In the Smart Lab it is possible to simulate how the protection and automation devices may act on switching devices to detect and isolate only the section of network affected by the fault and promptly restore the “healthy” portion of the network by using a selectivity logic programmed inside the network control and automation devices. These automated systems are made possible by real-time communication systems that are able to handle large quantities of data in a few seconds.
The IEC 61850 standard provides a communication model that allows information to be exchanged between devices at the same level and, at the same time, permits monitoring or diagnostic information to be transmitted to the management and control system.
To ensure an even more reliable electricity distribution network, the techniques for using IT technologies must be studied further and verified before they are used in real projects. The Smart Lab will provide a communication structure based on the Ethernet 100 Mbit over a copper network with wireless technology, making it possible to verify the efficacy of automated protection systems and network selectivity using different means of communication. Wireless Mesh technology is used for the wireless communication, which also monitors the 82 kW photovoltaic plant installed at the facility and the video surveillance system.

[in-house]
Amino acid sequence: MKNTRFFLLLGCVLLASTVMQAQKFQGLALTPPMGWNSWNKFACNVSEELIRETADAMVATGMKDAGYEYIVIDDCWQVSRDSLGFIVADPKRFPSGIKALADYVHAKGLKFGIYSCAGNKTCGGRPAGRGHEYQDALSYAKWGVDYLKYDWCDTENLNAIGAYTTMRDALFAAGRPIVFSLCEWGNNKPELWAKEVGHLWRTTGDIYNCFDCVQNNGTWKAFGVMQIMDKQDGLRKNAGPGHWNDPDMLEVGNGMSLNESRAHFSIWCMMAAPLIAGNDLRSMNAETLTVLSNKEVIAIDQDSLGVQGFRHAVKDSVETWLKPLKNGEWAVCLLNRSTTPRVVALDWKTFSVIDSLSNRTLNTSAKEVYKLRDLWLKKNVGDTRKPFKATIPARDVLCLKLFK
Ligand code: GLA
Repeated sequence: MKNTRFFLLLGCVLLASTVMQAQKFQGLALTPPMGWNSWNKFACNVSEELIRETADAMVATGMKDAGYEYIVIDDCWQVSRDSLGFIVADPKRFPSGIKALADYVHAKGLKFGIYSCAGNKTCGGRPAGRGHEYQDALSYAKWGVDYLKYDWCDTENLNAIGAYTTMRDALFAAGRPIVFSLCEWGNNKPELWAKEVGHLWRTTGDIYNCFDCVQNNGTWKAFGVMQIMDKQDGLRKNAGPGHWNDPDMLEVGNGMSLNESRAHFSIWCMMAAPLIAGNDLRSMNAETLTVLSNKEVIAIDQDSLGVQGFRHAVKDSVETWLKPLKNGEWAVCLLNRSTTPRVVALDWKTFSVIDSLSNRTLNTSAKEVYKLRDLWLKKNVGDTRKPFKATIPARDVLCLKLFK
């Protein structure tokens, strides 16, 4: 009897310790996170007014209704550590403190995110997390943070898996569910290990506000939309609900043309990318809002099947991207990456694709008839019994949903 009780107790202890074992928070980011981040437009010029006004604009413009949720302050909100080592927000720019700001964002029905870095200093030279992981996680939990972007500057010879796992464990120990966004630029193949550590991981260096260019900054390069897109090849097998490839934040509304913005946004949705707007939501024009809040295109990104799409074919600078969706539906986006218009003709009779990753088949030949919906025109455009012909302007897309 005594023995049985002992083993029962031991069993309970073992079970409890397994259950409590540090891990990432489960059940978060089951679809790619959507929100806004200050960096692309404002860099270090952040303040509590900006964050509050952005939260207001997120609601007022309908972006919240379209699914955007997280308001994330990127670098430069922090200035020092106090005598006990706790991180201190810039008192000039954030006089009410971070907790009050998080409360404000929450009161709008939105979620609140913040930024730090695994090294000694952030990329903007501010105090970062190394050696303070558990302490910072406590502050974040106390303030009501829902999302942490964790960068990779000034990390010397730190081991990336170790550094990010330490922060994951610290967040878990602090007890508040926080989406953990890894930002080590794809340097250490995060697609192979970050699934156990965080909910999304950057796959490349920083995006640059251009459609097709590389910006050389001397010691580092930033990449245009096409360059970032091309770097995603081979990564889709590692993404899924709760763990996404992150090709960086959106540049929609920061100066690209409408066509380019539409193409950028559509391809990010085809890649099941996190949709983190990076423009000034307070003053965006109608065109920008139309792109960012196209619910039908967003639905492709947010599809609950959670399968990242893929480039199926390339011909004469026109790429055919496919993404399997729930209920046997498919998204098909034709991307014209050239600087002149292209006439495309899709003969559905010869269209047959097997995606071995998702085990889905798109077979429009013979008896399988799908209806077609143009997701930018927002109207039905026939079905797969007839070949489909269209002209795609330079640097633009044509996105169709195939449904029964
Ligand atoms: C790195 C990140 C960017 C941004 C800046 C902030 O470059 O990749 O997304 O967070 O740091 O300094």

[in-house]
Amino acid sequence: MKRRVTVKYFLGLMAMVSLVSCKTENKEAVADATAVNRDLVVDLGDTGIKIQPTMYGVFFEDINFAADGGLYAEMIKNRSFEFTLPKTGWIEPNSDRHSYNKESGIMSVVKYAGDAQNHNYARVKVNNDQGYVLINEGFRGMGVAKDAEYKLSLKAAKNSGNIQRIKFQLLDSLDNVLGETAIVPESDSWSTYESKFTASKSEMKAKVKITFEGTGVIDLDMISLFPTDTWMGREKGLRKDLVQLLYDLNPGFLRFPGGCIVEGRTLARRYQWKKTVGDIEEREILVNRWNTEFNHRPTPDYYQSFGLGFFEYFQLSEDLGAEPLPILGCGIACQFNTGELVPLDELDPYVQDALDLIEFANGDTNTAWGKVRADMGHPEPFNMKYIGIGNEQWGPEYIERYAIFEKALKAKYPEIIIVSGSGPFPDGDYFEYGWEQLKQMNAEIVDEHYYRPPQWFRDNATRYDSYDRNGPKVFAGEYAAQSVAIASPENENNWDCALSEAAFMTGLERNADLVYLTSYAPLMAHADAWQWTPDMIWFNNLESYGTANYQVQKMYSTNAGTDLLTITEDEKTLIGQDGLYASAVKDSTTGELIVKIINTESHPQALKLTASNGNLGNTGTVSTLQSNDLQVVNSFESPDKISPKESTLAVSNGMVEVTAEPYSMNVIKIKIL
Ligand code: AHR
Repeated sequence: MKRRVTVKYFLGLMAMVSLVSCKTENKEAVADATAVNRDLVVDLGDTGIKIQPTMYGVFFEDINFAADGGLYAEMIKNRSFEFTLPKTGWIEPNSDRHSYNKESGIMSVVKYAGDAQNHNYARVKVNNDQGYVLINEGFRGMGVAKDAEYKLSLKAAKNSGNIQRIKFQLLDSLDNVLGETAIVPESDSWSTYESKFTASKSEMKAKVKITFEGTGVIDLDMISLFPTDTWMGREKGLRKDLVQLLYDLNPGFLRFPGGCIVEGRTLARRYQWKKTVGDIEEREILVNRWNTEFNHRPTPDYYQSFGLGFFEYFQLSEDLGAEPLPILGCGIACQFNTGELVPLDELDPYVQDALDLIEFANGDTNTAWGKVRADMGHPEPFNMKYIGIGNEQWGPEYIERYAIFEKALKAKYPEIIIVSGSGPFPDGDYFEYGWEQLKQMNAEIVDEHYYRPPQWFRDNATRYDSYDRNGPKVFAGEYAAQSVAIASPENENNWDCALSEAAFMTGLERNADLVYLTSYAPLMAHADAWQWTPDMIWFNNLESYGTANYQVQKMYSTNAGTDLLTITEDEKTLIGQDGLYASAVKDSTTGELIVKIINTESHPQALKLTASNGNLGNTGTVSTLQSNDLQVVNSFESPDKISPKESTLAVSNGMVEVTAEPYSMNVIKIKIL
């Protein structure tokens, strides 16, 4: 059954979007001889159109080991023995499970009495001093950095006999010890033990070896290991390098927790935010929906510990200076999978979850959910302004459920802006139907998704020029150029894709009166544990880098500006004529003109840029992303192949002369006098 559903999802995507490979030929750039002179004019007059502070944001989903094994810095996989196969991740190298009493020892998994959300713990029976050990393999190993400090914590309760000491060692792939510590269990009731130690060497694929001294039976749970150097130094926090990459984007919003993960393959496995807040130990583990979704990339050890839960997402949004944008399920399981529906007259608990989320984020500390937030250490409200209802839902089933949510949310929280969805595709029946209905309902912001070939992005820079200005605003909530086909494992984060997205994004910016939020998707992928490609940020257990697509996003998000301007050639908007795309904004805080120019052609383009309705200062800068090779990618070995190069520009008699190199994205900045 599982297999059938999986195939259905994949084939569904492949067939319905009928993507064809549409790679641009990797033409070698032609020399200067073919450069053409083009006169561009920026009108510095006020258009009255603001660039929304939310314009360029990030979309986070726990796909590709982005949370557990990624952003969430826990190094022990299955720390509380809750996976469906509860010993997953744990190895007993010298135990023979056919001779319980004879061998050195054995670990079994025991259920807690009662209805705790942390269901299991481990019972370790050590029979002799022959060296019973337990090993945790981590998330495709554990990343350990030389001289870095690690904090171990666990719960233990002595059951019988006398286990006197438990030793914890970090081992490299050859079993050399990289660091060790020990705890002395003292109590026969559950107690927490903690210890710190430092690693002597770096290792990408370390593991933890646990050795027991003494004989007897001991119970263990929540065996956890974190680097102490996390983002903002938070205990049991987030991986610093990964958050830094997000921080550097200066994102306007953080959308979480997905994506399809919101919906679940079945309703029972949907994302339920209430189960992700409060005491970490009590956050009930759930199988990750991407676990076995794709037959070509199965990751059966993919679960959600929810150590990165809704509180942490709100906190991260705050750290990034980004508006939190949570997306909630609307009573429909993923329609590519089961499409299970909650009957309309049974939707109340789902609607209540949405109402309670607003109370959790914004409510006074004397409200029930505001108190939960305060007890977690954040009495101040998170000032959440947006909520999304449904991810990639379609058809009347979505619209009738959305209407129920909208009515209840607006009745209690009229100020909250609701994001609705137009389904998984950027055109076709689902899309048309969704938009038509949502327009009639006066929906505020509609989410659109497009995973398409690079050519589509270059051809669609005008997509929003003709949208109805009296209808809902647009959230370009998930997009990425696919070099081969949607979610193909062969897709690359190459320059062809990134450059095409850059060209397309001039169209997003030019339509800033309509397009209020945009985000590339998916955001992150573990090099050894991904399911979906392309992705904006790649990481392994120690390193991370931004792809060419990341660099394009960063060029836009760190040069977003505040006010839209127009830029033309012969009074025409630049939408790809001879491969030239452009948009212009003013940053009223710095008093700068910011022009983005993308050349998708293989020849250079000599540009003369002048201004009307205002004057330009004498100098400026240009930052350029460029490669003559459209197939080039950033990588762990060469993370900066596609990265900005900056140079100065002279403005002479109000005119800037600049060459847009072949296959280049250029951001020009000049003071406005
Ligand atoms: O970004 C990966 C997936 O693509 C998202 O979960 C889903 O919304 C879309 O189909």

The Smart Lab provides a structure that allows components and configurations to be tested in a flexible and dynamic way, enabling ABB and its customers to simulate real network conditions and study specific situations by simulating different energy flows or fault conditions and, finally to, understand which components to use and what choices to make to ensure the greatest accuracy possible when managing electricity distribution networks.
1 Generic Object Oriented Substation Event.
2 System Average Interruption Duration Index (SAIDI).
3 System Average Interruption Frequency Index (SAIFI).
ABB (www.abb.com) is a leader in energy and automation technologies that enable utility and industry customers to improve performance while lowering their environmental impact. The ABB Group of companies employs approximately 130,000 people in over 100 countries.